- Two thirds of UK businesses (69%) now adopt a hybrid working style for workers originally based in offices.
- As a result the majority of business leaders (63%) are taking steps to reduce office space with a fifth of those (21%) planning to cut back on their own working space, a third (37%) planning to switch to more flexible co-working spaces and 7% having already moved.
- This huge decrease in demand for office space likely to lead to changing town centres with buildings needing to be repurposed .
- Despite initial doubts the majority of UK business leaders (75%) now say employees work more efficiently in a hybrid model.
Research conducted by insurance broking and risk management firm Gallagher has found that the majority of UK business leaders (63%) are now changing office space due to a shift in ways of working.
The data revealed that over a fifth of businesses (21%) are planning to move to smaller offices, over a third (37%) are looking to move to a shared office space and 7% have already moved.
Over two thirds (69%) of businesses said they have adopted a hybrid working style due to employee demand for greater flexibility in their working life post pandemic. And it’s generally good news all round as 60% of bosses say they wished they had moved to a hybrid working model before the pandemic, with 75% citing improved employee efficiency. However, the balance of office and home working remains important with the vast majority of business leaders (80%) implementing an official policy to ensure employees put in an appearance at the workplace.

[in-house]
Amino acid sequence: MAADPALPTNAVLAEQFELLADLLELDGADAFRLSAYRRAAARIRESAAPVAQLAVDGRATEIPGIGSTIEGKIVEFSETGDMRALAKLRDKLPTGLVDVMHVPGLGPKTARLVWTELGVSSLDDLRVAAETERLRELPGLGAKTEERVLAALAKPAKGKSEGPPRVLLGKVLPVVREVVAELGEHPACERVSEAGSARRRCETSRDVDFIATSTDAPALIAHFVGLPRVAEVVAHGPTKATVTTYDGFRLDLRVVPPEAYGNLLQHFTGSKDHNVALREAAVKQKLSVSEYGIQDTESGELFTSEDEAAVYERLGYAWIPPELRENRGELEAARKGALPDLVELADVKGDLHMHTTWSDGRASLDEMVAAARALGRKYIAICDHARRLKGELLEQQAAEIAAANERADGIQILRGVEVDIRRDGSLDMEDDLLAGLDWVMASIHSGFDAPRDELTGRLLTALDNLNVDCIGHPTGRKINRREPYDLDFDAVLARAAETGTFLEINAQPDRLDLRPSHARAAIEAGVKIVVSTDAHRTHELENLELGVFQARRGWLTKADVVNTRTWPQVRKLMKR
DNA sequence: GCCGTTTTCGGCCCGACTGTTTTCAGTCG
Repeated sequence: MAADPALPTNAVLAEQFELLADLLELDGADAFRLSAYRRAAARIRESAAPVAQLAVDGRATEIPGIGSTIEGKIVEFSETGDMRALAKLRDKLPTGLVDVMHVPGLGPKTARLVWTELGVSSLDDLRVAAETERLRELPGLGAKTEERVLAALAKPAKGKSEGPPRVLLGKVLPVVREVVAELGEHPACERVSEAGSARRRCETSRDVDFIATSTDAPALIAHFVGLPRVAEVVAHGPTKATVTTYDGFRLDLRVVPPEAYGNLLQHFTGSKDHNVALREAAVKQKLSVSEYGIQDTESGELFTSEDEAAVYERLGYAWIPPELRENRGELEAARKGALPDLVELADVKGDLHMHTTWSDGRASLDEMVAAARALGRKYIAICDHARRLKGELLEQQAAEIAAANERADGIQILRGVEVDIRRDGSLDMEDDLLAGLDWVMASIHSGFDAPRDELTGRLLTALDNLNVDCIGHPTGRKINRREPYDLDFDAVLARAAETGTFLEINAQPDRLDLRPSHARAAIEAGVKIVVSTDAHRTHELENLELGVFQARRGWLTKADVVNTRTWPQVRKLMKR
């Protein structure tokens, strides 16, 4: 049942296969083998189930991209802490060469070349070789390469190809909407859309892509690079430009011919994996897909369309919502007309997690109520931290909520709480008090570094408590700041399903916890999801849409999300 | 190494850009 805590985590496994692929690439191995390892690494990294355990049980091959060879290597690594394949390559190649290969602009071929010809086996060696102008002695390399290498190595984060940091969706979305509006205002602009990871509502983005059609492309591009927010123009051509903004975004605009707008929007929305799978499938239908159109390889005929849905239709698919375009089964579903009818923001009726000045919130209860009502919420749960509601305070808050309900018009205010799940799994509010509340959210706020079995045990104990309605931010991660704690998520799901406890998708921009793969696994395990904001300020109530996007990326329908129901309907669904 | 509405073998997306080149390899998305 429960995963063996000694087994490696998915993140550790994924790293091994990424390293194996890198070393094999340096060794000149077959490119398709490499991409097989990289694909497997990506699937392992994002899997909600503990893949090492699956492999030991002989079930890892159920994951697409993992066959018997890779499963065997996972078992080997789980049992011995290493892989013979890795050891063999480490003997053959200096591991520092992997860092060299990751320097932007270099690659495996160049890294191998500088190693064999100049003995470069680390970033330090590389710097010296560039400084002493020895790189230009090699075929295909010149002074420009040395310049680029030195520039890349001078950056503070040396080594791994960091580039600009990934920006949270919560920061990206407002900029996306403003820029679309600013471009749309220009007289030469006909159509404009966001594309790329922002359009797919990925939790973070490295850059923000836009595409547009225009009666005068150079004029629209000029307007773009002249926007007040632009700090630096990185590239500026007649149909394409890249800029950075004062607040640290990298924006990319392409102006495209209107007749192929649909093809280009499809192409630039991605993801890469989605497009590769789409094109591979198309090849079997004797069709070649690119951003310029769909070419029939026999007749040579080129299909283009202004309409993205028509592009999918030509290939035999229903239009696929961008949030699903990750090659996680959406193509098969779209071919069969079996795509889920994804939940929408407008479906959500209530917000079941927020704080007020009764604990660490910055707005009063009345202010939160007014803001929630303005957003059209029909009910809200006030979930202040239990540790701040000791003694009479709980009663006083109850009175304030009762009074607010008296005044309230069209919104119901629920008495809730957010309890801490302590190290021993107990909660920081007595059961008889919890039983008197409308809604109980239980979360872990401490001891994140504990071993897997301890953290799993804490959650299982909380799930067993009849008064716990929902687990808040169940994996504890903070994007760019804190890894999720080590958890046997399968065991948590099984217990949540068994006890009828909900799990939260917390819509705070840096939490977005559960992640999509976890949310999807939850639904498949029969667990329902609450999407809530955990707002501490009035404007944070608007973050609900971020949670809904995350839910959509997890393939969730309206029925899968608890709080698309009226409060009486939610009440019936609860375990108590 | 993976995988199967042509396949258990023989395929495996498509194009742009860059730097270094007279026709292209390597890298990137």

Businesses adopting hybrid working and reducing office space are likely to see a positive impact on costs. As well as a reduction in the costs of rent and energy, having a smaller office could lead to reduced spend on insurance, although firms changing their style of working need to ensure they are covered by risks that are presented by employees working from home on a more regular basis. For example, incorrect workstation set-up could lead to health issues for employees, whilst frequent working from home could have an impact on their mental health.
Although generally positive about hybrid working now, the data suggests that bosses are still getting used to the dramatic change in working. Nearly six in 10 (59%) said they had initially felt they had no choice in implementing a hybrid model in order to retain staff and even now, over half (58%) feel the need to check that employees are working when they are not in the office.
Neil Hodgson, Managing Director of Risk Management at Gallagher said: “Following the pandemic, there has clearly been a shift in the way that people work and businesses are taking a more flexible approach to how their employees split their time working from home and in an office.
“If businesses are looking to reduce office space, they should ensure the assets that employees are using in their home are covered away from the workplace and let their insurance broker know if offices will be empty over prolonged periods. Similarly, employers should take into account the health and safety implications if their employees are working from home regularly. Businesses should contact their broker in order to assess how changes to their working environment could impact their insurance and ensure they are covered for any eventuality.”